Why You Can't Find a Taxi in the Rain and Other Labor Supply Lessons from Cab Drivers


In a seminal paper, Camerer, Babcock, Loewenstein, and Thaler (1997) find
that the wage elasticity of daily hours of work New York City (NYC) taxi drivers
is negative and conclude that their labor supply behavior is consistent with target
earning (having reference dependent preferences). I replicate and extend the
CBLT analysis using data from all trips taken in all taxi cabs in NYC for the five
years from 2009-2013. Using the model of expectations-based reference points of
Koszegi and Rabin (2006), I distinguish between anticipated and unanticipated
daily wage variation and present evidence that only a small fraction of wage
variation (about 1/8) is unanticipated so that reference dependence (which is
relevant only in response to unanticipated variation) can, at best, play a limited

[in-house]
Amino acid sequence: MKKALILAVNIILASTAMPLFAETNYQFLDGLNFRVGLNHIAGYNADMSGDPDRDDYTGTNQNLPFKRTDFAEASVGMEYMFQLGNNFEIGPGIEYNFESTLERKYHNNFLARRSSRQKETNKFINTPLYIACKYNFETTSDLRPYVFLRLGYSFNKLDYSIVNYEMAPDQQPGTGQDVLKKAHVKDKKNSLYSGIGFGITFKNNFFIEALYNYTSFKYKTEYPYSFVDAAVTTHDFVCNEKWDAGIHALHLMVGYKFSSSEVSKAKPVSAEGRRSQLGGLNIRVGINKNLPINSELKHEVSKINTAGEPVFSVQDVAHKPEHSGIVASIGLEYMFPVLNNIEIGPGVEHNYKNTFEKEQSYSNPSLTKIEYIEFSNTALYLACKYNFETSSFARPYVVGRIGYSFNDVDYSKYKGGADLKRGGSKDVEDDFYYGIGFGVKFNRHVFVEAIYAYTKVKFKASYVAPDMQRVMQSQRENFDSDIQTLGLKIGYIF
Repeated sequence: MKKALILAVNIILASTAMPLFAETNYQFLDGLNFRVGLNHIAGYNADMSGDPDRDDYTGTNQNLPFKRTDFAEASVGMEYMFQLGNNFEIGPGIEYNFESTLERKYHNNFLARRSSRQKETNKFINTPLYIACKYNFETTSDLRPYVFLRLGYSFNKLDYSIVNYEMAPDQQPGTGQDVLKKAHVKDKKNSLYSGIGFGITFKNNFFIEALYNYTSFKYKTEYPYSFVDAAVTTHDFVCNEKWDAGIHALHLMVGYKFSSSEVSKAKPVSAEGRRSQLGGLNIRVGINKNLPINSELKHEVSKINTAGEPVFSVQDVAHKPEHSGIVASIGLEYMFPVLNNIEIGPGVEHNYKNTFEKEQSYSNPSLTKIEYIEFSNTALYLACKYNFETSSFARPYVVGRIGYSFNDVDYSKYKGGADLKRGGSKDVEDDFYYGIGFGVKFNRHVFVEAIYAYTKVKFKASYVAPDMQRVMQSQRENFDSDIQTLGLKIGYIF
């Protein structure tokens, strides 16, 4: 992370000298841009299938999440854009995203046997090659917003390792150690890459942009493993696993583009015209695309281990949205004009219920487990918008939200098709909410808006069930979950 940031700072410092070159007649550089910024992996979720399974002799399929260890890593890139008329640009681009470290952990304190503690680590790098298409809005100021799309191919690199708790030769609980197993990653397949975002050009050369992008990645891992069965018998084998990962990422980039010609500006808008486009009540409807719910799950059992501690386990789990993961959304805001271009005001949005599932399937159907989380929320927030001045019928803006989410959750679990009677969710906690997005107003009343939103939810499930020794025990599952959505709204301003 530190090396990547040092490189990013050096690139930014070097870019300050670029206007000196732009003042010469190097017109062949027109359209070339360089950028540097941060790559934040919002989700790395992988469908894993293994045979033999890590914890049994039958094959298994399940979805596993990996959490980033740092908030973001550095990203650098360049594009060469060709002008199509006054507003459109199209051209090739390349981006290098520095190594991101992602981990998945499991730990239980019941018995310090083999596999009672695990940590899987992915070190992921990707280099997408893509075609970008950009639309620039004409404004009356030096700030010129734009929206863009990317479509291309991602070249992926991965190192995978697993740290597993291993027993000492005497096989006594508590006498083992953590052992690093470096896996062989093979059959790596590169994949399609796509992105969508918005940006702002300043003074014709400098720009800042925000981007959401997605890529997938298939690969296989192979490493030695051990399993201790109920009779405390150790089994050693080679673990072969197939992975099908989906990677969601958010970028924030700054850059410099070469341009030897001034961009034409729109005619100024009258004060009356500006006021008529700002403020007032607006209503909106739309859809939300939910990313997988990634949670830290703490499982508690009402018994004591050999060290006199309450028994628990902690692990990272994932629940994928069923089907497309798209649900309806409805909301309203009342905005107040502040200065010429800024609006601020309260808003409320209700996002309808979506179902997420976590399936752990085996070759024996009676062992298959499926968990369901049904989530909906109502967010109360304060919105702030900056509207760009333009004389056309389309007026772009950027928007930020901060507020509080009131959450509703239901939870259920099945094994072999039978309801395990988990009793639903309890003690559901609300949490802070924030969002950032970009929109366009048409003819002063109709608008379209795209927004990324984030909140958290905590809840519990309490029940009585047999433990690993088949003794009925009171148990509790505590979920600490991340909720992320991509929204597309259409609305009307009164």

role in determining labor supply. The overall pattern in my data is clear: drivers
tend to respond positively to unanticipated as well as anticipated increases in
earnings opportunities. This is consistent with the neoclassical optimizing model
of labor supply and does not support the reference dependent preferences model.
I explore heterogeneity across drivers in their labor supply elasticities and
consider whether new drivers differ from more experienced drivers in their behavior. I find substantial heterogeneity across drivers in their elasticities, but the
estimated elasticities are generally positive and only rarely substantially nega-
tive. I also find that new drivers with smaller elasticities are more likely to exit
the industry while drivers who remain learn quickly to be better optimizers (have
positive labor supply elasticities that grow with experience).

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